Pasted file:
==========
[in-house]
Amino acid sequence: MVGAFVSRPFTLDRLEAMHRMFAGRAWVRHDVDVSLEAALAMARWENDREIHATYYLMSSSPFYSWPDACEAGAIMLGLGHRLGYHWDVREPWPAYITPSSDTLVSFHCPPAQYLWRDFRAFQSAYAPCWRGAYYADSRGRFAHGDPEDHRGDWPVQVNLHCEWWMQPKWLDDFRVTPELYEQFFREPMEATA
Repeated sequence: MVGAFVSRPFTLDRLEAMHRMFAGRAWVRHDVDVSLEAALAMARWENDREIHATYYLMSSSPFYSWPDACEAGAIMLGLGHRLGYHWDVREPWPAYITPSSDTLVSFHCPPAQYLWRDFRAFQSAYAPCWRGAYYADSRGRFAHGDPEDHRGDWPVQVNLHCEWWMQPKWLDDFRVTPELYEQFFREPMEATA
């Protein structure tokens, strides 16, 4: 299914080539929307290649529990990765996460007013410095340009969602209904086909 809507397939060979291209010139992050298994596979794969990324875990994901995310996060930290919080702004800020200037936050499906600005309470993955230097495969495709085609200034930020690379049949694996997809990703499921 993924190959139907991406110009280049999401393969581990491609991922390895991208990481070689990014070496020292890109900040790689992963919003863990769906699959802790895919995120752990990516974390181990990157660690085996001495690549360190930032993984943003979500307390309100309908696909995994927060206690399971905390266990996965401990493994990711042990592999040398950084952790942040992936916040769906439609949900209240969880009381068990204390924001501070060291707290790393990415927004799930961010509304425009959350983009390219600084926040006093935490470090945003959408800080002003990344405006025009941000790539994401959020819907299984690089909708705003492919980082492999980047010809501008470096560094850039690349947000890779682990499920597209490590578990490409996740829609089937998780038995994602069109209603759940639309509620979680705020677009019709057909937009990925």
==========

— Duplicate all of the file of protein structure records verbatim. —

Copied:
[in-house]
Amino acid sequence: MVGAFVSRPFTLDRLEAMHRMFAGRAWVRHDVDVSLEAALAMARWENDREIHATYYLMSSSPFYSWPDACEAGAIMLGLGHRLGYHWDVREPWPAYITPSSDTLVSFHCPPAQYLWRDFRAFQSAYAPCWRGAYYADSRGRFAHGDPEDHRGDWPVQVNLHCEWWMQPKWLDDFRVTPELYEQFFREPMEATA
Repeated sequence: MVGAFVSRPFTLDRLEAMHRMFAGRAWVRHDVDVSLEAALAMARWENDREIHATYYLMSSSPFYSWPDACEAGAIMLGLGHRLGYHWDVREPWPAYITPSSDTLVSFHCPPAQYLWRDFRAFQSAYAPCWRGAYYADSRGRFAHGDPEDHRGDWPVQVNLHCEWWMQPKWLDDFRVTPELYEQFFREPMEATA
């Protein structure tokens, strides 16, 4: 299914080539929307290649529990990765996460007013410095340009969602209904086909 809507397939060979291209010139992050298994596979794969990324875990994901995310996060930290919080702004800020200037936050499906600005309470993955230097495969495709085609200034930020690379049949694996997809990703499921 993924190959139907991406110009280049999401393969581990491609991922390895991208990481070689990014070496020292890109900040790689992963919003863990769906699959802790895919995120752990990516974390181990990157660690085996001495690549360190930032993984943003979500307390309100309908696909995994927060206690399971905390266990996965401990493994990711042990592999040398950084952790942040992936916040769906439609949900209240969880009381068990204390924001501070060291707290790393990415927004799930961010509304425009959350983009390219600084926040006093935490470090945003959408800080002003990344405006025009941000790539994401959020819907299984690089909708705003492919980082492999980047010809501008470096560094850039690349947000890779682990499920597209490590578990490409996740829609089937998780038995994602069109209603759940639309509620979680705020677009019709057909937009990925």